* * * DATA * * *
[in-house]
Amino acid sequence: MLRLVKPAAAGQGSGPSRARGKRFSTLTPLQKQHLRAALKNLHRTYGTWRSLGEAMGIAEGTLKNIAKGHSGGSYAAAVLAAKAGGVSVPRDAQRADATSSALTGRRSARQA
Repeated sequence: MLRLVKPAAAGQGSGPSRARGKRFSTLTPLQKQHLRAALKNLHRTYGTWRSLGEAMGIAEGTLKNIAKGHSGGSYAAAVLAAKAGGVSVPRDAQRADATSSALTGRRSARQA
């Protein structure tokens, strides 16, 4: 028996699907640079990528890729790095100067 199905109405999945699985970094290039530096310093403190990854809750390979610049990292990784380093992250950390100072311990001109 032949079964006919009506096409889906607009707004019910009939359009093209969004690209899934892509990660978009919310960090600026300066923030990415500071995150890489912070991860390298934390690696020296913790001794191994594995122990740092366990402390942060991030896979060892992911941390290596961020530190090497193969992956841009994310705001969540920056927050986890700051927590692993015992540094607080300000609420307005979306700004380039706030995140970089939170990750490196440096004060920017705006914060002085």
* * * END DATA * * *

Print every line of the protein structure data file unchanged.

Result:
[in-house]
Amino acid sequence: MLRLVKPAAAGQGSGPSRARGKRFSTLTPLQKQHLRAALKNLHRTYGTWRSLGEAMGIAEGTLKNIAKGHSGGSYAAAVLAAKAGGVSVPRDAQRADATSSALTGRRSARQA
Repeated sequence: MLRLVKPAAAGQGSGPSRARGKRFSTLTPLQKQHLRAALKNLHRTYGTWRSLGEAMGIAEGTLKNIAKGHSGGSYAAAVLAAKAGGVSVPRDAQRADATSSALTGRRSARQA
């Protein structure tokens, strides 16, 4: 028996699907640079990528890729790095100067 199905109405999945699985970094290039530096310093403190990854809750390979610049990292990784380093992250950390100072311990001109 032949079964006919009506096409889906607009707004019910009939359009093209969004690209899934892509990660978009919310960090600026300066923030990415500071995150890489912070991860390298934390690696020296913790001794191994594995122990740092366990402390942060991030896979060892992911941390290596961020530190090497193969992956841009994310705001969540920056927050986890700051927590692993015992540094607080300000609420307005979306700004380039706030995140970089939170990750490196440096004060920017705006914060002085």